Urgent deal reached to save Africa's elephants

9th Dec 2013

Anyone who has experienced safari-based specialist tours to Kenya will know just how magnificent a creature the African elephant is and why it needs preserving.

That's why such holidaymakers will be cheered by news of an urgent deal reached in a bid to safeguard the "vulnerable" world's largest land mammal.

Kenya is one of several countries which has agreed measures to attempt to stop illicit ivory poaching and secure elephant populations throughout Africa.

Today between 470,000 and 690,000 African elephants survive in 37 countries across the sub-Saharan region, according to the World Wide Fund for Nature (WWF).

Many of these can be enjoyed by holidaymakers on group tours to Kenya.

Mount Kenya National Park comes highly recommended as a place to watch elephants in their natural habitat.

But, with 19 national parks and big game reserves, wildlife lovers are spoilt for choice in Kenya.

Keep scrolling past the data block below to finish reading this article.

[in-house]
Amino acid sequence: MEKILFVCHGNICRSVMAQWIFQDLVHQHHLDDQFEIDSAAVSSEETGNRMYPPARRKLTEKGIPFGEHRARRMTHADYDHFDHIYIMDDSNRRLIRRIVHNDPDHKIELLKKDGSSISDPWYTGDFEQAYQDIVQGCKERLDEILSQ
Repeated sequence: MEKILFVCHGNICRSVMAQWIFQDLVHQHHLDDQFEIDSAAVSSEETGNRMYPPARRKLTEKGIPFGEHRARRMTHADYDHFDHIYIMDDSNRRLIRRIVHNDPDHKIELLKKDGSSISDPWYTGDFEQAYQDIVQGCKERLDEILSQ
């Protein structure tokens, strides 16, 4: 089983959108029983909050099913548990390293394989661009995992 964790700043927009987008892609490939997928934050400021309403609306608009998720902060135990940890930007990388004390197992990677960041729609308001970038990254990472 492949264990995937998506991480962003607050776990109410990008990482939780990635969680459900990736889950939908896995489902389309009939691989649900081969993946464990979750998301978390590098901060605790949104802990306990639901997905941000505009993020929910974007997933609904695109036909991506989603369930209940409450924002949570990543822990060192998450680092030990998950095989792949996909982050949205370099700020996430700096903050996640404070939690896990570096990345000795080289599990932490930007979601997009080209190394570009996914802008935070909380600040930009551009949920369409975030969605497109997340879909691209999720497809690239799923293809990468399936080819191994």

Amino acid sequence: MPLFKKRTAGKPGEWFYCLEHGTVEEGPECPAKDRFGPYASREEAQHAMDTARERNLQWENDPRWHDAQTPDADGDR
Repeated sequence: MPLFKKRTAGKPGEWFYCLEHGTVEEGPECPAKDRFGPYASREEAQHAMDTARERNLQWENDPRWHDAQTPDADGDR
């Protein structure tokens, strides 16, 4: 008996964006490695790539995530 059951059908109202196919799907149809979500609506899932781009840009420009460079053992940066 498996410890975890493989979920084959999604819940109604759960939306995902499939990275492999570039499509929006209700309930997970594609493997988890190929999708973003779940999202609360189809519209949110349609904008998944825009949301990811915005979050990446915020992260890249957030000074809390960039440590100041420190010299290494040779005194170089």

The International Union for Conservation of Nature (IUCN) and Botswana government's joint summit was staged in the country's capital, Gaborone, between December 2-4.

It is the first meeting to bring together nations from across the ivory value chain.

Delegates from African states, including Gabon, Niger and Zambia, were joined by officials from ivory transit states and ivory consumers.

The representatives agreed 14 new steps, including the classification of wildlife trafficking and ivory trading as "serious crime".

This legal provision should make easier international law enforcement cooperation surrounding cases of wildlife crime.

In addition, it would facilitate the extradition of criminals and the seizure of their assets.

Measures were agreed aimed at reducing the demand for illegal ivory and to guarantee maximum sentences for wildlife criminals.

Statistics from the past three years indicate the poaching of African elephants, classed as "vulnerable" by the IUCN, may be on the rise.

Millions of elephants once lived across most of Africa, before vast quantities were destroyed by hunting.

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